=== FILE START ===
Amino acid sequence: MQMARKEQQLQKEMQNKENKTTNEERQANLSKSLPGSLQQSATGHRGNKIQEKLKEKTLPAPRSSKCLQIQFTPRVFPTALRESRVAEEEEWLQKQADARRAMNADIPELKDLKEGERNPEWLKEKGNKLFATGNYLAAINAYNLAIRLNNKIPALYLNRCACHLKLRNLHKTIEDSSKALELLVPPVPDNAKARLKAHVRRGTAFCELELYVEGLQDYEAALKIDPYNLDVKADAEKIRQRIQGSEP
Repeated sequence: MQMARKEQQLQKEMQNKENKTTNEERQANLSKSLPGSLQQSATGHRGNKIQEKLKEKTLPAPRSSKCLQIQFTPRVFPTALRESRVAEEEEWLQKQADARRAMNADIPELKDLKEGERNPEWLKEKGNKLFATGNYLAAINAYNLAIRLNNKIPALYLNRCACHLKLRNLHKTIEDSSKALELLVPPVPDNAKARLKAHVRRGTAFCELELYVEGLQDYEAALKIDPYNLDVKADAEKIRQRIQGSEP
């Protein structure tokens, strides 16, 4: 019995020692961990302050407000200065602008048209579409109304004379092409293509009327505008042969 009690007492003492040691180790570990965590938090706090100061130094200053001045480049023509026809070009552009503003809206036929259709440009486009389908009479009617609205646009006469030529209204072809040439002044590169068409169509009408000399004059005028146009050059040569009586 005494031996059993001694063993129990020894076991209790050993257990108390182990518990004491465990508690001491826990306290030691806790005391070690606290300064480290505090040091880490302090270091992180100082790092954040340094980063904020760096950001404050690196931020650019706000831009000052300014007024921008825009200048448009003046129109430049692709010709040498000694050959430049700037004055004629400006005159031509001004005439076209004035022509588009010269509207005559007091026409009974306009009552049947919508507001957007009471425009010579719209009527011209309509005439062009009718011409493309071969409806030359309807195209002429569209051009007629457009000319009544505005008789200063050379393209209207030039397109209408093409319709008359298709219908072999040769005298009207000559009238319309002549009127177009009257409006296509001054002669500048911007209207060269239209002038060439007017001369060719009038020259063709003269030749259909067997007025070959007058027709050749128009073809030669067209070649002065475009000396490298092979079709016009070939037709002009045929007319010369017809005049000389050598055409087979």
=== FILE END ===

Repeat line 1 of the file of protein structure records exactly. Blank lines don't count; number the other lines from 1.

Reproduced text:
Amino acid sequence: MQMARKEQQLQKEMQNKENKTTNEERQANLSKSLPGSLQQSATGHRGNKIQEKLKEKTLPAPRSSKCLQIQFTPRVFPTALRESRVAEEEEWLQKQADARRAMNADIPELKDLKEGERNPEWLKEKGNKLFATGNYLAAINAYNLAIRLNNKIPALYLNRCACHLKLRNLHKTIEDSSKALELLVPPVPDNAKARLKAHVRRGTAFCELELYVEGLQDYEAALKIDPYNLDVKADAEKIRQRIQGSEP